After a family tragedy, a man chases consolation—or is it oblivion?—by traveling through some seedy locales of place and spirit
Early on in Hob Broun's second novel, the mother of the unnamed narrator, a failed actress, commits suicide by putting her head through a television. That fact, together with our hero's desire for his ex-girlfriend's older sister, prompts a radical departure as he quits his job cataloging old television shows and sets off on a westward journey. Pursuing solace in unlikely places, he embarks on a string of just-as-unlikely romances, including ones with a motel maid and an archaeology professor. But can anything distract him from the painful emptiness within? In the desert, finally free of society, a self-reckoning awaits.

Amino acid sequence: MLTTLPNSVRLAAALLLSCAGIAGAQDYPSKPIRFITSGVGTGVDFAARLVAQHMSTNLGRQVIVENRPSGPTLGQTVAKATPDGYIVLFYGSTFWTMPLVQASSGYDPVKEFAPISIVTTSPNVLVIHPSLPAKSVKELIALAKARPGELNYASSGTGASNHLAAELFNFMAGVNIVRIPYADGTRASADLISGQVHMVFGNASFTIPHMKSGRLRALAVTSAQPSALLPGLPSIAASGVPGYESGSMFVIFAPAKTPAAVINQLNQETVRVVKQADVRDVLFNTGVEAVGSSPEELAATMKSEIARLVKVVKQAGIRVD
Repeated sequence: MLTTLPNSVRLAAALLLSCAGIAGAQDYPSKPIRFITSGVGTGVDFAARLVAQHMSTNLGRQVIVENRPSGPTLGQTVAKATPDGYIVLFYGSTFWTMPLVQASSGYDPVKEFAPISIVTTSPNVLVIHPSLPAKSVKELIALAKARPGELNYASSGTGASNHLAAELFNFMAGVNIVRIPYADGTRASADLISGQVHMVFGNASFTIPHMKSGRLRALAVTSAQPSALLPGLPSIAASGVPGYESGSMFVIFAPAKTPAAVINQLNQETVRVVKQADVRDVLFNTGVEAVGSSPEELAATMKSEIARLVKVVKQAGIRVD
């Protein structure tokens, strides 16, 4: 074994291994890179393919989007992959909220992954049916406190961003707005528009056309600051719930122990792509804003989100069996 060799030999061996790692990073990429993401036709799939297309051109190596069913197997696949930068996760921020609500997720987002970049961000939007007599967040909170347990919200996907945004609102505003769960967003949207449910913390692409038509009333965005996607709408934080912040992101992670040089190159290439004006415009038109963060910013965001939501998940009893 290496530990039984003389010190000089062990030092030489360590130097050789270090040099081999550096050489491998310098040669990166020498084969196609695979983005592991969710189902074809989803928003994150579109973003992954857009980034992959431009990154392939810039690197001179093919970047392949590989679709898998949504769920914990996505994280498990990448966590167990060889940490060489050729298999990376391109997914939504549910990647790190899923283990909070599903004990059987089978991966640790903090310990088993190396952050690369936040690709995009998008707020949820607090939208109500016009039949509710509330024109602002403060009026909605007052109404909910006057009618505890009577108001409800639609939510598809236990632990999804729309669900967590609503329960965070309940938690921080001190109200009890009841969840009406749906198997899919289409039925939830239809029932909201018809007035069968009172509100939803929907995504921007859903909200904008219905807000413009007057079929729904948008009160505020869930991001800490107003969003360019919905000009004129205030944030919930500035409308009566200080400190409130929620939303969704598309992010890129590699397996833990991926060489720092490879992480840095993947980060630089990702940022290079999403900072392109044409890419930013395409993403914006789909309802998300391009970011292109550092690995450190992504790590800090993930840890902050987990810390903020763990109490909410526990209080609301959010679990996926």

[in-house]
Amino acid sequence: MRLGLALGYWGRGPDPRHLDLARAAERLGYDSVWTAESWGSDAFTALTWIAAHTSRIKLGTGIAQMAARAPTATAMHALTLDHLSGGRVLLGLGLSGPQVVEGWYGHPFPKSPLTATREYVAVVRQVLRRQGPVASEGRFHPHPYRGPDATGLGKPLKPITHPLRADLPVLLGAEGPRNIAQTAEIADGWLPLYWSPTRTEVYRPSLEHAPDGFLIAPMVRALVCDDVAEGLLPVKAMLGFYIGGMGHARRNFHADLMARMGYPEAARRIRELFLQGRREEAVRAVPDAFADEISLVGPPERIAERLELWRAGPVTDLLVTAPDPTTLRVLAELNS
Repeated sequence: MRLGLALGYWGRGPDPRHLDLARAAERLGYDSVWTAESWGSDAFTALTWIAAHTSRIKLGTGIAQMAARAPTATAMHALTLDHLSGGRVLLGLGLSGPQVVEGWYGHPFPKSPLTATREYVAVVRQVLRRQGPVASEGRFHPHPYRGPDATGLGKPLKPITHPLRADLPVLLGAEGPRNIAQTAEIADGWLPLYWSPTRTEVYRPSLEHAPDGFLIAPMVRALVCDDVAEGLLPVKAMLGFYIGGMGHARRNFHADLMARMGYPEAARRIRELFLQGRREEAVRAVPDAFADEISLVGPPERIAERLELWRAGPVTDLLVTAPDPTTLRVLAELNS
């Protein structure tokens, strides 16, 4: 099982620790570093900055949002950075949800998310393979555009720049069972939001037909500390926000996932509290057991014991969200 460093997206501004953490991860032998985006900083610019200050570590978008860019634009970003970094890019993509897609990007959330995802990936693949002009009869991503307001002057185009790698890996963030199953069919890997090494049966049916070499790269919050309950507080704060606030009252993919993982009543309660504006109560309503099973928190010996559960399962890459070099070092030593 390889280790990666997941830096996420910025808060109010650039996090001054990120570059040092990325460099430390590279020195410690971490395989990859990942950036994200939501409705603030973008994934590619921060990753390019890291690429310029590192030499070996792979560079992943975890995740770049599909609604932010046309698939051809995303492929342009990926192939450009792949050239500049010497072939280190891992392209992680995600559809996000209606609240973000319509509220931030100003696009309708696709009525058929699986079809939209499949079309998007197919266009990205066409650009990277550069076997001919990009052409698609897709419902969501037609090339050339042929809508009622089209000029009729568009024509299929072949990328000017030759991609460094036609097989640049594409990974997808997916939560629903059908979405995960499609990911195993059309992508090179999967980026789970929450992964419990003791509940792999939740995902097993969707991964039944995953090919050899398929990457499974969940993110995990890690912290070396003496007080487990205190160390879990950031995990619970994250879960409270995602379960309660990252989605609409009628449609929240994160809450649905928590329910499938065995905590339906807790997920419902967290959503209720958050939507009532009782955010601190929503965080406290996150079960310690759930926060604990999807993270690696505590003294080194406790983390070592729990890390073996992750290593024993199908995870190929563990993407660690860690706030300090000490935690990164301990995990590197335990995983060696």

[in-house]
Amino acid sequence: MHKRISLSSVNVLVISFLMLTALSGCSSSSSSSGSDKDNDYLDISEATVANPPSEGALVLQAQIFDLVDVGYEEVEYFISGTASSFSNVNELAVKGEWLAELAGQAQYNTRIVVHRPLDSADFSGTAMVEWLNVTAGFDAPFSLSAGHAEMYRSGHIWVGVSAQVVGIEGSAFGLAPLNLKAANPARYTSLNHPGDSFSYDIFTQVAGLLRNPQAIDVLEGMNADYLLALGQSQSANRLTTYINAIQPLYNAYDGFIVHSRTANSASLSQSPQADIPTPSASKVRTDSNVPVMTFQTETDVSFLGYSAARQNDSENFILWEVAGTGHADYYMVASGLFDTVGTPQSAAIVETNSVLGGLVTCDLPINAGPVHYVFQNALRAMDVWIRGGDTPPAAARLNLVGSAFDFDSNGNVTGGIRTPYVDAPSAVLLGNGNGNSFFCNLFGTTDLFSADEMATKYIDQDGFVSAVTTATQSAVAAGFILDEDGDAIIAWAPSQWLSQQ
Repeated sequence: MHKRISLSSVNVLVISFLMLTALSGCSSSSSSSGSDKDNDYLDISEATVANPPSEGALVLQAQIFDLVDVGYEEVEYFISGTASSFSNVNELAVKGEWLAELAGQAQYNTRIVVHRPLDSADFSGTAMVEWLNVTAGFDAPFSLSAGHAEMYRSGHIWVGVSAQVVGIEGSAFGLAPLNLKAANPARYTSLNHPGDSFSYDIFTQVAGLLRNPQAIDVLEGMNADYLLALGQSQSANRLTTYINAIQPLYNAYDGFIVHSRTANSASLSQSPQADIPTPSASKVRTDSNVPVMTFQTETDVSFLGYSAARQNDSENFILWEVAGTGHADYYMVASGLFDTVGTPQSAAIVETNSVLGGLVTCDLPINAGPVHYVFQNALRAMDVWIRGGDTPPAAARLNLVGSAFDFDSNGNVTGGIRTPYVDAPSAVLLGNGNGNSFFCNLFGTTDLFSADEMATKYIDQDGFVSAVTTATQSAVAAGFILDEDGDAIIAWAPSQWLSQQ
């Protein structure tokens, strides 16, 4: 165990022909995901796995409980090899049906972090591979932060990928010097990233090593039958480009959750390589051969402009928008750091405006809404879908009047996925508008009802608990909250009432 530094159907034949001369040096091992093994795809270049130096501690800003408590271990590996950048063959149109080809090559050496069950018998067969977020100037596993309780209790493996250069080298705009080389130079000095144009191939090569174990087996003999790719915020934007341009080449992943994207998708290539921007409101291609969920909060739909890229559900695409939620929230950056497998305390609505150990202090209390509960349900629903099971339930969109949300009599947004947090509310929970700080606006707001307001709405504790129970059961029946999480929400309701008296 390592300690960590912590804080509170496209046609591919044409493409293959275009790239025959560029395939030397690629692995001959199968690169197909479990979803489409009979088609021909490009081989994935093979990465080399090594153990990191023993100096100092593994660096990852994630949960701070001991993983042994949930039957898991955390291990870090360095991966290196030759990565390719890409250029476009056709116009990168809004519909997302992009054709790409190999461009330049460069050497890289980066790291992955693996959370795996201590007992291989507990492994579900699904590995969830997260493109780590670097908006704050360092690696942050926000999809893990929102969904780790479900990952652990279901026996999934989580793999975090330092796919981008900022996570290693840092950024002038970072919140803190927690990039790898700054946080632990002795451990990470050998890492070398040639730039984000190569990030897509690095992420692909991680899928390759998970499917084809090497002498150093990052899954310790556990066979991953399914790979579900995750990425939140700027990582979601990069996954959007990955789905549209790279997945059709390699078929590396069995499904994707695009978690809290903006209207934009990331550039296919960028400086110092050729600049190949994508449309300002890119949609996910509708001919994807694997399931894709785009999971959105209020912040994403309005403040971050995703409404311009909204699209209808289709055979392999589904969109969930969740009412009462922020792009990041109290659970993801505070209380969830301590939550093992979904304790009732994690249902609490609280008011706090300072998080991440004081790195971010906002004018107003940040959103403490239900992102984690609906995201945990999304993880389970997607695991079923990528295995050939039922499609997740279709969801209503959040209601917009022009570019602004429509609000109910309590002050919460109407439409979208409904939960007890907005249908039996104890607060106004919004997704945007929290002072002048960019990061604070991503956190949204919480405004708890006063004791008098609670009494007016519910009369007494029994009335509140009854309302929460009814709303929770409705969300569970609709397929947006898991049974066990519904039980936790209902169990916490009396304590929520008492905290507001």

Bracing in its vision, Inner Tube is a fearless and often bitingly funny novel about what happens when our civilized veneers are shed.